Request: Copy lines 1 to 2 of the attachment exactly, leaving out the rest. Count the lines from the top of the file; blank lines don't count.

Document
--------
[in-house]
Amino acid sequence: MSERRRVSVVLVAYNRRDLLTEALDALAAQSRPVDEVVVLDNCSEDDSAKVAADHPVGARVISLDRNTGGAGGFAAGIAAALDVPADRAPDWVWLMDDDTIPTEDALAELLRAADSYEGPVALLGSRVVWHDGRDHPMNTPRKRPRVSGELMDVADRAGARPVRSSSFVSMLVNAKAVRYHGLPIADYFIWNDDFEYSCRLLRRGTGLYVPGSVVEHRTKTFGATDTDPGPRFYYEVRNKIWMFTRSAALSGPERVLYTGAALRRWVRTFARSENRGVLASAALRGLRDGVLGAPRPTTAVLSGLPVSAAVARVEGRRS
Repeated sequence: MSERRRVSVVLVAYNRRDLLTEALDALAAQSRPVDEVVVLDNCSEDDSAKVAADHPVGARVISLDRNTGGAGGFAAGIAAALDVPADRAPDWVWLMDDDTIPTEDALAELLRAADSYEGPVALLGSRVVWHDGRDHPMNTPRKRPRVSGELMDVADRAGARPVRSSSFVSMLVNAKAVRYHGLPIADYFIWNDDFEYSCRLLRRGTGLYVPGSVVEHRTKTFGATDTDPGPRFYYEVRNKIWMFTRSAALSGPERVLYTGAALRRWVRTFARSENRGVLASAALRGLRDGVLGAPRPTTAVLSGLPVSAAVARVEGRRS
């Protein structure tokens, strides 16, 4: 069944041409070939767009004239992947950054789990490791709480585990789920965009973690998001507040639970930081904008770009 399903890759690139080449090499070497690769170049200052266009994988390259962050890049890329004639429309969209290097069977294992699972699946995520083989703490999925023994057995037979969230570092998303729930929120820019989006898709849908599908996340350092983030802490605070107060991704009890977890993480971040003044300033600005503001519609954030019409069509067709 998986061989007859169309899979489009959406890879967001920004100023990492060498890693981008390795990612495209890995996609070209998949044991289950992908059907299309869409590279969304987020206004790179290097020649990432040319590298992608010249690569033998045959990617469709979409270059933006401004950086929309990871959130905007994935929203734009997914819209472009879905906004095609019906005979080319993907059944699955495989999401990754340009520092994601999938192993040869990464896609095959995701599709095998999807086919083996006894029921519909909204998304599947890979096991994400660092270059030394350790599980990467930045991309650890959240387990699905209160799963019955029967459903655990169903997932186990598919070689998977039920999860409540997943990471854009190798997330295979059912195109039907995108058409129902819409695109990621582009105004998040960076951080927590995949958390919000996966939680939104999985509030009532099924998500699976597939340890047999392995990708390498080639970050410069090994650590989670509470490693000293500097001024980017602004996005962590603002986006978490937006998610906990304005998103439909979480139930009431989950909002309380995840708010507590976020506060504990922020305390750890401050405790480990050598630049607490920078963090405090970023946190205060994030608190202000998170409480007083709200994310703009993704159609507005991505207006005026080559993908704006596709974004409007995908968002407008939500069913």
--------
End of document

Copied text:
[in-house]
Amino acid sequence: MSERRRVSVVLVAYNRRDLLTEALDALAAQSRPVDEVVVLDNCSEDDSAKVAADHPVGARVISLDRNTGGAGGFAAGIAAALDVPADRAPDWVWLMDDDTIPTEDALAELLRAADSYEGPVALLGSRVVWHDGRDHPMNTPRKRPRVSGELMDVADRAGARPVRSSSFVSMLVNAKAVRYHGLPIADYFIWNDDFEYSCRLLRRGTGLYVPGSVVEHRTKTFGATDTDPGPRFYYEVRNKIWMFTRSAALSGPERVLYTGAALRRWVRTFARSENRGVLASAALRGLRDGVLGAPRPTTAVLSGLPVSAAVARVEGRRS